*Twelve Apostles where they are encouraged to go to church if they have never been.
*Widow’s Son where they learn to draw a picture to take to someone who is very sick.
Here is a sample from one of the chapters:
6 ~ MATTHEW
People didn’t like Matthew. He was a tax collector. People know taxes must be paid to pay for road building and sewers and schools and such like. Nothing is free. People had to pay for it in their taxes.
But people don’t like to pay taxes for things they don’t think the government should pay for.
The government let Matthew keep whatever tax money they didn’t need. So he doubled their taxes. He got rich that way. People resented Matthew. He was not popular.
One day Matthew went to hear John the Baptist preach. John told people there was going to be a new kingdom of God soon, and they needed to be ready to be included in it.
John kept baptizing unpopular people who wanted to be part of that kingdom of God, and the goody-goody people didn’t like it.
Katheryn Haddad was born in the cold north, but now lives in Arizona where she does not have to shovel sunshine. She enjoys hot weather, palm trees and cacti in her yard, and a computer with the letters worn off.
With a bachelor’s degree in English, Bible and social science from Harding University and part of a master’s degree in Bible, including Greek, from the Harding Graduate School of Theology, she also has a master’s degree in management and human relations from Abilene University.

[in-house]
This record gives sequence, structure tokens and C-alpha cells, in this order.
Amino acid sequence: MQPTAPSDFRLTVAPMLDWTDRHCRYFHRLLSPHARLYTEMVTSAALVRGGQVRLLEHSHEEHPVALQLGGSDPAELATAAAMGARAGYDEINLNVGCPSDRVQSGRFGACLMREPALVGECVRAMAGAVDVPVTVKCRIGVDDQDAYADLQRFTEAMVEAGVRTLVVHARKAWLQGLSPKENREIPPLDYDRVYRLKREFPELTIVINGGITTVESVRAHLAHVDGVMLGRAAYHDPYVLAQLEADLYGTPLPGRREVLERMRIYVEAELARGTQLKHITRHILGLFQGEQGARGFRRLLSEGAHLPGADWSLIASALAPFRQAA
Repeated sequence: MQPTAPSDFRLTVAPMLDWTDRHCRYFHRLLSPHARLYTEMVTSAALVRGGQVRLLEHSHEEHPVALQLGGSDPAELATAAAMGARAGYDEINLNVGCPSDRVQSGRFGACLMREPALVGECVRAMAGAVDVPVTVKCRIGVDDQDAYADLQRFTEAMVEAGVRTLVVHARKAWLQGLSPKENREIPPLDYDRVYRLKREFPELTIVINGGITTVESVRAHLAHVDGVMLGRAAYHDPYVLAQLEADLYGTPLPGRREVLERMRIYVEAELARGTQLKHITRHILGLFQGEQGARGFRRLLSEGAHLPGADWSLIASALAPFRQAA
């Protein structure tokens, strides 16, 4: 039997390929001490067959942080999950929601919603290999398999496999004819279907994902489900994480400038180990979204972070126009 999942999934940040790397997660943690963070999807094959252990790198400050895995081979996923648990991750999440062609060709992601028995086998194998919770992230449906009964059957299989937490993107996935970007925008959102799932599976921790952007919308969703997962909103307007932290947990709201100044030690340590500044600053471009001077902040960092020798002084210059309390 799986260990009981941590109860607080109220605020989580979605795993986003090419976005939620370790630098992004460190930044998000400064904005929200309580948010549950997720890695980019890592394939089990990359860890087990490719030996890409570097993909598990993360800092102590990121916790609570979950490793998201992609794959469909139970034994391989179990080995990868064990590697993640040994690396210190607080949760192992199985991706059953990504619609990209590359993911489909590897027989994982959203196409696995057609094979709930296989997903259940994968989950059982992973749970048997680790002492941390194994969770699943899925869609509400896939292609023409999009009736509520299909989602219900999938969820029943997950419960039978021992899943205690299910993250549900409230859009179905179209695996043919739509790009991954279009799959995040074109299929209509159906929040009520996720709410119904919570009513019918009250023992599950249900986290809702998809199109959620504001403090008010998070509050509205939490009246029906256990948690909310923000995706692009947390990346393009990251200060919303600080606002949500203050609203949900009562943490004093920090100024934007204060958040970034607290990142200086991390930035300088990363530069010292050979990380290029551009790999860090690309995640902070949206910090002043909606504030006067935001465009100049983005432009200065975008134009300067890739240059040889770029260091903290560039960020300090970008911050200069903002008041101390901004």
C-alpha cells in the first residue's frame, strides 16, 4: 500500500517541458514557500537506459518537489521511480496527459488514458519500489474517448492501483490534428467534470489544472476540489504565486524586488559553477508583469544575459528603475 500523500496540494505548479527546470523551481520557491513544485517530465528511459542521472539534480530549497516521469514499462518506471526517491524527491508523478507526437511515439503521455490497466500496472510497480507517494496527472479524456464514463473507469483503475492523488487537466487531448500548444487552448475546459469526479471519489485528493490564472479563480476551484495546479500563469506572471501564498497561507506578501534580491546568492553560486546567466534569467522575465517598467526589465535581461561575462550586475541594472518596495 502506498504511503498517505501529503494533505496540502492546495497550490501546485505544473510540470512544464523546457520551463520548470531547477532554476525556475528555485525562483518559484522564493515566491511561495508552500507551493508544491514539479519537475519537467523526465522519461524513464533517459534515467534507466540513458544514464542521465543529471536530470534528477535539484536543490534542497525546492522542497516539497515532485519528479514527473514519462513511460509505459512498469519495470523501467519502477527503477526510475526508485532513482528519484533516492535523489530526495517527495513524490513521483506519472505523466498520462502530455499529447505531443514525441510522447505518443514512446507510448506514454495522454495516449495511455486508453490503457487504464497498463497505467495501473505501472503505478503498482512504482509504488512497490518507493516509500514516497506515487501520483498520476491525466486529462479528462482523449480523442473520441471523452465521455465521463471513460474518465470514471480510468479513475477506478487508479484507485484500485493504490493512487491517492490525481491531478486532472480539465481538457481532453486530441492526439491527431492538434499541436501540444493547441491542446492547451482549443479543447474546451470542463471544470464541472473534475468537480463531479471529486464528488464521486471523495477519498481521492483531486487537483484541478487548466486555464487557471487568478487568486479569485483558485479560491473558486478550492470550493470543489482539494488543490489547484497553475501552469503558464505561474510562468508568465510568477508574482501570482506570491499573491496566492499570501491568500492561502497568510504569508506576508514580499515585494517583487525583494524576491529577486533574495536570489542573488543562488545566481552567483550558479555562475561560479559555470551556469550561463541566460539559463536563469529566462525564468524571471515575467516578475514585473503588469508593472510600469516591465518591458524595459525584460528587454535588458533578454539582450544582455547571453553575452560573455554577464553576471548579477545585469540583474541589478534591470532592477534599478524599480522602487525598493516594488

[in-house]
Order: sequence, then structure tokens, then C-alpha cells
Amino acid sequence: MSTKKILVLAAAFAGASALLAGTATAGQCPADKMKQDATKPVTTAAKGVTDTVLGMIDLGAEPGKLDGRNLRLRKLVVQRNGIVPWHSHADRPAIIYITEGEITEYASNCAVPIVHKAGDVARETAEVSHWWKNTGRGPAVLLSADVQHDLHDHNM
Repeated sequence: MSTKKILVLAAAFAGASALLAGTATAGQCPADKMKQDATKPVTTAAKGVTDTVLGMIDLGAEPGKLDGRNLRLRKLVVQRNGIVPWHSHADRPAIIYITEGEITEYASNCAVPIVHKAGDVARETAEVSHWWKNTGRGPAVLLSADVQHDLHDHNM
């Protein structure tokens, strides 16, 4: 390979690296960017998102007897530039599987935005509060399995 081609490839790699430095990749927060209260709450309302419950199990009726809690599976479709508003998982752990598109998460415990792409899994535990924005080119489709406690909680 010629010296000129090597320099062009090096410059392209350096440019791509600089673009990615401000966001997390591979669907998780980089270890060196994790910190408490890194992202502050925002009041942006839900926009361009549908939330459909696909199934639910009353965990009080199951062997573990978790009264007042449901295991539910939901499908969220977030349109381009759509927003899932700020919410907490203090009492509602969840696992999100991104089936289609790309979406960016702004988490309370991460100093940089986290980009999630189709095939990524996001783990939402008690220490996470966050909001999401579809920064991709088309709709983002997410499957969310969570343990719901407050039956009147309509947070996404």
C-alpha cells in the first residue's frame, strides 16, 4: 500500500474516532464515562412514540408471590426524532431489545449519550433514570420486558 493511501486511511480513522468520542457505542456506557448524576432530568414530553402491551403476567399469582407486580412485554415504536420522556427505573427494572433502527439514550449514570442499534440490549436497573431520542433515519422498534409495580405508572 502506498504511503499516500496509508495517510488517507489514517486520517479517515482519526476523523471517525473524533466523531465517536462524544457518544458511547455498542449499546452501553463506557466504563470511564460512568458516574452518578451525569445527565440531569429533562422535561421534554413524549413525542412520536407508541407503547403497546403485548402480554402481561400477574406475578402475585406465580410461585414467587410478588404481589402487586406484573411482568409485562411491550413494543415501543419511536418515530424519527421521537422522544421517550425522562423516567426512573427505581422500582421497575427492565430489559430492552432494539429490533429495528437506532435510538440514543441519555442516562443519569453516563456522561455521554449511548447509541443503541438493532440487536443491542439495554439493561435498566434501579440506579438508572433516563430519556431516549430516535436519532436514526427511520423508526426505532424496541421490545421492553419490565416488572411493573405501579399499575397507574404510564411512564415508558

Her newspaper column appeared for several years in newspapers in Texas and North Carolina ~ Little Known Facts About the Bible ~ and she has written for numerous Christian publications.
Currently she teaches English over the internet every morning, using the Bible as a text book. Most of her students are Muslims. She has taught some 6000 thus far, and has former students, now Christians, in hiding in Afghanistan, Iran, Iraq, Yemen, Somalia, Jordan, Uzbekistan, and Palestine. “They are my heroes” she declares.
She is a member of American Christian Fiction Writers, Christian Writers of the West, and is also an energetic public speaker who can touch the heart of audiences.
Walking in Your Own Shoes
By Kolleen Lucariello
Here in my home state of New York, October ushers in the fun of pumpkins, apple picking and salmon fishing season. There’s also the beauty of leaves peaking, apple cider and cozy sweaters. Among the many things October has to offer, it has also been designated as Women Walking in Their Own Shoes month: a global call for women to say yes to their purpose, passion and power.
If you’re like me, fall also means it’s time to shed the flip-flops, put away the sandals, and slip your feet back into a pair of shoes. Preferably comfortable ones—it’s never enjoyable to spend a day in shoes that don’t fit.
Once, while visiting my parents, I slipped my feet into a pair of my mother’s shoes so I could retrieve something from the car. Immediately, I noticed we walk completely differently; she walks on the inside of her sole—I don’t. My feet in her shoes didn’t work well. Come to think of it, I’ve stood in the clearance section trying to squeeze my feet into the wrong size shoe all for the sake of cuteness. I’ve also clomped around in shoes too big out of convenience. Neither were comfortable. Did you know it’s possible to cause serious harm to yourself by wearing shoes that don’t fit properly?